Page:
search

Georges Hilbert, CEO of Sales-Lentz that implements autonomous vehicles for shuttle servicesAlthough it will still take years before we see driverless cars on our roads, they are no longer science fiction. “Autonomous vehicles will be part of the transport solutions of the future, not least in public transport,” says Georges Hilbert, General Director of Sales-Lentz, one of Luxembourg’s largest providers of mobility services and public transport. “The integration of automation systems into conventional vehicles will also considerably improve the safety of mobility. This is one of the main reasons why we decided to get involved in helping mature autonomous technologies.”

Real-life tests of self-driving vehicles

Sales-Lentz introduced Luxembourg’s first 100% electric, self-driving shuttle buses in 2018 as part of its journey towards zero emission that began almost 15 years ago. “We started to cooperate with Navya, a French manufacturer of autonomous vehicles, and joined a research project funded by the EU to test-run their autonomous shuttles in a real-life environment,” says Mr Hilbert.

We joined a research project funded by the EU to test-run autonomous vehicles in a real-life environment.

The company currently operates four shuttles running in city centres and an industrial area. Its role is to test the self-driving vehicles on public roads in all types of conditions, and provide feedback to project partners – manufacturers, software developers and researchers dealing with technological, legal, regulatory and safety matters. “We have already transported tens of thousands of passengers and are amazed by the positive response. Our surveys indicate an acceptance level of 99%.”

Mobility on demand

Current legislation imposes the constant presence of an operator on board the shuttles. “Training these operators, who need a completely different skill set compared to conventional bus drivers, is a major part of deployment,” Mr Hilbert explains. “Operators will always be needed, but in the future, they will oversee the shuttles from an office instead of inside the bus.”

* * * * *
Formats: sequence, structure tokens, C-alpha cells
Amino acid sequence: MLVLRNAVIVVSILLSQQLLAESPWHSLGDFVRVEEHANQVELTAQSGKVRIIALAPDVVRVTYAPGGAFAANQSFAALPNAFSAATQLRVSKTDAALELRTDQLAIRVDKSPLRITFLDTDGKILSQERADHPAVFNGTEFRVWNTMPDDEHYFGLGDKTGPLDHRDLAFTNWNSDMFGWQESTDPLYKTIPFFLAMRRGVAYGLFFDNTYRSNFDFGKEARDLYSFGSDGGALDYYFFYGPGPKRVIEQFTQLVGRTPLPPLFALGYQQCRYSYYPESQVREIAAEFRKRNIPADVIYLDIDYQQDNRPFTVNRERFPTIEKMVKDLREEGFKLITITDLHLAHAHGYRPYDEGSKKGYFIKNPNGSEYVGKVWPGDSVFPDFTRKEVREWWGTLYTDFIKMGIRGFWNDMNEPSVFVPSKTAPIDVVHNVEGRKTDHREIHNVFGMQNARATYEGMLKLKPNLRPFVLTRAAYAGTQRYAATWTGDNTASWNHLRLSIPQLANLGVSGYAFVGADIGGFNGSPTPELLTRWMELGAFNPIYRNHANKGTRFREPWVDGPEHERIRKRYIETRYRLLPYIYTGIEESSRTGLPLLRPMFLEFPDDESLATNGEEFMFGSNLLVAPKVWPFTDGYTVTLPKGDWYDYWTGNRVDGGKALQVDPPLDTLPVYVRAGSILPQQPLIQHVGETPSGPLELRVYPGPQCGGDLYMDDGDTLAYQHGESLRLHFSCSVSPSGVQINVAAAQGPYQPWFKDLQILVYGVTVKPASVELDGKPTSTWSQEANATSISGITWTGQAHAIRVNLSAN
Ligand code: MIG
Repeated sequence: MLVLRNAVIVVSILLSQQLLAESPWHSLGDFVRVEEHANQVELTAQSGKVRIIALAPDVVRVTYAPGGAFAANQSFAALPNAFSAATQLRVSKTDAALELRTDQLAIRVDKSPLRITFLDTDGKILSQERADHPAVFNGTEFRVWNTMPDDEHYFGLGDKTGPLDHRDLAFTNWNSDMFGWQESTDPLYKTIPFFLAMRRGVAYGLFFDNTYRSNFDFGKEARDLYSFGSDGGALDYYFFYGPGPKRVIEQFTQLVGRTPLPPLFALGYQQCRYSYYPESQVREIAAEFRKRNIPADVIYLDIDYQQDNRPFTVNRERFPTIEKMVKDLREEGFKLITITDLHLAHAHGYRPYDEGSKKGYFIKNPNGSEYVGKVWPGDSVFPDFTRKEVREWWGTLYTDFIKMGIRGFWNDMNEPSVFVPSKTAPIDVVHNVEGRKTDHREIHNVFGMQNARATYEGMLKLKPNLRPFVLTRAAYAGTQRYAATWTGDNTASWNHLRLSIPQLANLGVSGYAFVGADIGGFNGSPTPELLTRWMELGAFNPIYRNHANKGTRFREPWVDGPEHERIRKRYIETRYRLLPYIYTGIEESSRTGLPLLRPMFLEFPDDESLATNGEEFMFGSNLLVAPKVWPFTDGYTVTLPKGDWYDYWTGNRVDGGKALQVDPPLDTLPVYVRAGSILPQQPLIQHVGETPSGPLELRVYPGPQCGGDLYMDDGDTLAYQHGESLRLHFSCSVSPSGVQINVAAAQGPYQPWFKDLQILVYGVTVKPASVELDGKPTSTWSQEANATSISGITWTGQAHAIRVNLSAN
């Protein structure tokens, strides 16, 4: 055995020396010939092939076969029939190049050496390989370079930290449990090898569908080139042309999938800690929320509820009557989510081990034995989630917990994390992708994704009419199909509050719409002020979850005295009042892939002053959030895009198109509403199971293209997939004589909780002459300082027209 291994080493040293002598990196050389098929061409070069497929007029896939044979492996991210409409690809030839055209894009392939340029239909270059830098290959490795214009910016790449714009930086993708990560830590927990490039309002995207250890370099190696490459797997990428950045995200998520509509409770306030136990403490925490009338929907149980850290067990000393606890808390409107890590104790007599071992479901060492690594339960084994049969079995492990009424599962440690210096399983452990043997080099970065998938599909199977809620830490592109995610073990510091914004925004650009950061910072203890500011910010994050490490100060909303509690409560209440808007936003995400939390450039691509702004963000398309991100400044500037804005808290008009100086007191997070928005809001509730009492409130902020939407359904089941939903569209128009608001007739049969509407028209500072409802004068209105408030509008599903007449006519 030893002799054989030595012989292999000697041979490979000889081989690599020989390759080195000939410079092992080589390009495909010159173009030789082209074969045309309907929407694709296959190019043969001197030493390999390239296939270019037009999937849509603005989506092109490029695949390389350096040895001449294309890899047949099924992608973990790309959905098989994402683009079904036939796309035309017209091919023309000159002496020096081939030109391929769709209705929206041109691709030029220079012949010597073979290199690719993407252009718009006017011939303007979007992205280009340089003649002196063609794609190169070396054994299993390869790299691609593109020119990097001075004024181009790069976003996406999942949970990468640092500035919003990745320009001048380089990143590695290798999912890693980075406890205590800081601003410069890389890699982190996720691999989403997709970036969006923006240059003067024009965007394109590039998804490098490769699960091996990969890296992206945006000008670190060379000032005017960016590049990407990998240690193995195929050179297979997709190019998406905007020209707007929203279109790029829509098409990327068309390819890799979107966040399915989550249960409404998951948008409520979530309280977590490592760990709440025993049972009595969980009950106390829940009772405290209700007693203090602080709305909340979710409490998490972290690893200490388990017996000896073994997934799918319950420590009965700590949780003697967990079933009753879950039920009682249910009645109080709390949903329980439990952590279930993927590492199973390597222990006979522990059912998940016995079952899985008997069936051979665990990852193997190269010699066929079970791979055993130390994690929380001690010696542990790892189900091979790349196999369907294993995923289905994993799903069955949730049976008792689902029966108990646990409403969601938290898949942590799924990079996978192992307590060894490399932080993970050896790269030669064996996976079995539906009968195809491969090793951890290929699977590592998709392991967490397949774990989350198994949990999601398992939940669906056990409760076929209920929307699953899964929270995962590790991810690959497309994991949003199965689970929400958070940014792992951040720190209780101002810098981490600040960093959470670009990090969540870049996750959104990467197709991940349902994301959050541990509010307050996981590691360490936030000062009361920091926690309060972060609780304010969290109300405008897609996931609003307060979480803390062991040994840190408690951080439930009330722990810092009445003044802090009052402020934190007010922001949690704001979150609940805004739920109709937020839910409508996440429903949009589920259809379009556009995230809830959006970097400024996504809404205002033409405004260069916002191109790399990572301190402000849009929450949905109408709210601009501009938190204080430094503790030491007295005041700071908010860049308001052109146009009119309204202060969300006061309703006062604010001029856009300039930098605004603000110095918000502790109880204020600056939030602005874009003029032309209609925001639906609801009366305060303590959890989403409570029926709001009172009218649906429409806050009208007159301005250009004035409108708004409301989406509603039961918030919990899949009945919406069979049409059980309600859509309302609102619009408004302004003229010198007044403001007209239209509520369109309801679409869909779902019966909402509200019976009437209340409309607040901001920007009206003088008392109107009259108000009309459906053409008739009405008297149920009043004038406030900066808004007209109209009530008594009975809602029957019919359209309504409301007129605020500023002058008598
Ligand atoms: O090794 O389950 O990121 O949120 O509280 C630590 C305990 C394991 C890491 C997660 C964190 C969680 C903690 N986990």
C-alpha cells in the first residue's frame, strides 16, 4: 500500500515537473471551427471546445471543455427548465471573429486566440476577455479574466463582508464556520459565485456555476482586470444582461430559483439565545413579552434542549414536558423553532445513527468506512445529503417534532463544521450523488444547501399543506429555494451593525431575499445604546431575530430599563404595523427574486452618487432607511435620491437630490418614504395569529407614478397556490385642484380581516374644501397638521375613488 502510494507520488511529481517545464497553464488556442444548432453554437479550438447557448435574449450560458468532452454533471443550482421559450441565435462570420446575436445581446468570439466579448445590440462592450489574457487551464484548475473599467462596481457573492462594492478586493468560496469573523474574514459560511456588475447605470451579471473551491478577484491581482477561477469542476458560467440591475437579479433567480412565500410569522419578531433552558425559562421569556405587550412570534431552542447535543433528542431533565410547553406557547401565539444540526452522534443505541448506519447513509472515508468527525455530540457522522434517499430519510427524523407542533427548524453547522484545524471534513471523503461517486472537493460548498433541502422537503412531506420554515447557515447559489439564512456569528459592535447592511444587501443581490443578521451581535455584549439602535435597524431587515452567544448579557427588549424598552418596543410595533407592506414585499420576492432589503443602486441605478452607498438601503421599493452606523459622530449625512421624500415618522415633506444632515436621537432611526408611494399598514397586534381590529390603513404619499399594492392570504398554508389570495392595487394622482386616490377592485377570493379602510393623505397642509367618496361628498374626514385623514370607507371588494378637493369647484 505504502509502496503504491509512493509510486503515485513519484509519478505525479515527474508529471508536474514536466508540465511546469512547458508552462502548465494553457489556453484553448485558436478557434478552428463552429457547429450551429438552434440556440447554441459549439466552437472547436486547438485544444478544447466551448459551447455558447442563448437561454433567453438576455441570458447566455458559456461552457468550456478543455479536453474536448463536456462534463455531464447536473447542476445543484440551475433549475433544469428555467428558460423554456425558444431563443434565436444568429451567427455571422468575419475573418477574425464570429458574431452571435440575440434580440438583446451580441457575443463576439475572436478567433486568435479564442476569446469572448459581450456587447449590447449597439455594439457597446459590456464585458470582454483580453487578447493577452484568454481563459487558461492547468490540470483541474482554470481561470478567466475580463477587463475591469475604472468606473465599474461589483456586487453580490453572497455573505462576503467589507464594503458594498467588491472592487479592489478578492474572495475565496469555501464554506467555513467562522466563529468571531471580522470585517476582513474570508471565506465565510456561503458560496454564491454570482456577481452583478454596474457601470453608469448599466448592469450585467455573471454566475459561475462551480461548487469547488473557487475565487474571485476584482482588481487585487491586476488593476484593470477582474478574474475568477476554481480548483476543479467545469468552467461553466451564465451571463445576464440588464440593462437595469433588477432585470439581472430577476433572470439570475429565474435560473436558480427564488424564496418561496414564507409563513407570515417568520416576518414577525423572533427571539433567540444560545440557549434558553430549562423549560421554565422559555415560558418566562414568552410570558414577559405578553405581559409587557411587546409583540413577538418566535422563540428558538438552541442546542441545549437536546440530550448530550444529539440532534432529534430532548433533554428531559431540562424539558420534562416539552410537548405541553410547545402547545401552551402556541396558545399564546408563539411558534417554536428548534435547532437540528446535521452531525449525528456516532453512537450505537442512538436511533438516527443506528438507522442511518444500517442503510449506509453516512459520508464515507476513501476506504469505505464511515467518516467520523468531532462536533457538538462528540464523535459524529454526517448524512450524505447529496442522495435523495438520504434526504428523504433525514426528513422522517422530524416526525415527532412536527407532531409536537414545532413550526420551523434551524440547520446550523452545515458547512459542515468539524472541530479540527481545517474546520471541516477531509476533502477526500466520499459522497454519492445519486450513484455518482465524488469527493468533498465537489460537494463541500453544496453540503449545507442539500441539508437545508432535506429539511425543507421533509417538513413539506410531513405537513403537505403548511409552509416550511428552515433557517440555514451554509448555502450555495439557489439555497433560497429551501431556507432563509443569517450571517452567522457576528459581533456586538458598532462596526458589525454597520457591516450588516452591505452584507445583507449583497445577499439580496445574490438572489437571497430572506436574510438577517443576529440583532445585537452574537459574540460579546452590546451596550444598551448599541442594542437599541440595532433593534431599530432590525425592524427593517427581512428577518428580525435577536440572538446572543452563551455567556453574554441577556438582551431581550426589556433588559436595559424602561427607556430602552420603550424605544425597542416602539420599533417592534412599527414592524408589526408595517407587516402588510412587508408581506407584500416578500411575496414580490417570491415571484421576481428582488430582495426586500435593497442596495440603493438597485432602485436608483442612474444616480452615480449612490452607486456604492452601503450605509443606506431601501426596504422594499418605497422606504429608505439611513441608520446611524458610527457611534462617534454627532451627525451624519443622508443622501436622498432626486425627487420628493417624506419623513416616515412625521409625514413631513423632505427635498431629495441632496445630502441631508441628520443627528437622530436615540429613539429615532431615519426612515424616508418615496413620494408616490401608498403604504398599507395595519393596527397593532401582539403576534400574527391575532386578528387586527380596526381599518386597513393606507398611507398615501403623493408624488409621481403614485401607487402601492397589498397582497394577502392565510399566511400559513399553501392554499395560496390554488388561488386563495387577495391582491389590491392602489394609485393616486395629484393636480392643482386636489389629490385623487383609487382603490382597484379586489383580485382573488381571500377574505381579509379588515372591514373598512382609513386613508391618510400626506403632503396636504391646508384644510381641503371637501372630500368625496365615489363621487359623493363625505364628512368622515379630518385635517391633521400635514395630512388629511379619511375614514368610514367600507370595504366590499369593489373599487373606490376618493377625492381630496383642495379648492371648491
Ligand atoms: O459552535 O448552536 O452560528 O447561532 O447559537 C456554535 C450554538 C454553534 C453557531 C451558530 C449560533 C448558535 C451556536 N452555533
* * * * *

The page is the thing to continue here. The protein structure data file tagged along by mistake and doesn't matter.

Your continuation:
This is a new phase in smart mobility.

A recent step forward for the company is making its regular shuttle service in the pedestrian zone of Esch-sur-Alzette, Luxembourg’s second biggest city, available on demand. Using a mobile phone app, passengers can pre-book a trip and receive immediate information about when they will be picked up and how many seats are available in the shuttle. At the moment, the service runs on one predefined line, but the area covered by the on-demand service will soon be extended. “This is a new phase in smart mobility,” Mr Hilbert points out.

Developing autonomous systems

Raphaël Frank, University of Luxembourg, with his research team's self-driving vehicleWhile Sales-Lentz provides concrete input from an operator’s point of view, researchers at the University of Luxembourg’s Interdisciplinary Centre for Security, Reliability and Trust (SnT) develop technology for autonomous driving. “Autonomous systems and the internet of things is one of our strategic research areas,” explains Senior Research Scientist Raphaël Frank who heads the SnT’s 360Lab. “My research laboratory heavily focuses on high-definition digital maps needed for autonomous driving, and on merging them with the dynamic context surrounding the vehicles via sensor fusion, localisation and so on. Other labs work on topics such as inter-vehicle connectivity, the use of computer vision systems and the development of secure, resilient self-driving systems.”